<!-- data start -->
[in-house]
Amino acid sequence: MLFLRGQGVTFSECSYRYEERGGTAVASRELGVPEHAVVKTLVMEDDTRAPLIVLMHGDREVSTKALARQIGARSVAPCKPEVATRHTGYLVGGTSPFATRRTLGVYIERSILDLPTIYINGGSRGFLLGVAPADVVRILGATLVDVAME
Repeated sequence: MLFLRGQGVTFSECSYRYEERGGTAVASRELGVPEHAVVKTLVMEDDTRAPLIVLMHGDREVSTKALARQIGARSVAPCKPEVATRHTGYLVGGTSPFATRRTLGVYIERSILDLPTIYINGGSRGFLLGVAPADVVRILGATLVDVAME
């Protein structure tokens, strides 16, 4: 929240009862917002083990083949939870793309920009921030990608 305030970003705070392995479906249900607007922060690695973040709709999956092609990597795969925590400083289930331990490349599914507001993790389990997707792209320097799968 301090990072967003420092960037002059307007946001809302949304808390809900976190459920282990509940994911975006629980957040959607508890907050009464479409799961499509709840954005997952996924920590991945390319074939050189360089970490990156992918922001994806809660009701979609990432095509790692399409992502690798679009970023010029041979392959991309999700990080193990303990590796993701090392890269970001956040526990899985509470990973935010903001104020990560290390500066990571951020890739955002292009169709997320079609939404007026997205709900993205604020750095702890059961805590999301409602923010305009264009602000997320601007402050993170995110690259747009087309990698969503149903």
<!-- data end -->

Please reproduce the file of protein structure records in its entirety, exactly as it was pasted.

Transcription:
[in-house]
Amino acid sequence: MLFLRGQGVTFSECSYRYEERGGTAVASRELGVPEHAVVKTLVMEDDTRAPLIVLMHGDREVSTKALARQIGARSVAPCKPEVATRHTGYLVGGTSPFATRRTLGVYIERSILDLPTIYINGGSRGFLLGVAPADVVRILGATLVDVAME
Repeated sequence: MLFLRGQGVTFSECSYRYEERGGTAVASRELGVPEHAVVKTLVMEDDTRAPLIVLMHGDREVSTKALARQIGARSVAPCKPEVATRHTGYLVGGTSPFATRRTLGVYIERSILDLPTIYINGGSRGFLLGVAPADVVRILGATLVDVAME
């Protein structure tokens, strides 16, 4: 929240009862917002083990083949939870793309920009921030990608 305030970003705070392995479906249900607007922060690695973040709709999956092609990597795969925590400083289930331990490349599914507001993790389990997707792209320097799968 301090990072967003420092960037002059307007946001809302949304808390809900976190459920282990509940994911975006629980957040959607508890907050009464479409799961499509709840954005997952996924920590991945390319074939050189360089970490990156992918922001994806809660009701979609990432095509790692399409992502690798679009970023010029041979392959991309999700990080193990303990590796993701090392890269970001956040526990899985509470990973935010903001104020990560290390500066990571951020890739955002292009169709997320079609939404007026997205709900993205604020750095702890059961805590999301409602923010305009264009602000997320601007402050993170995110690259747009087309990698969503149903």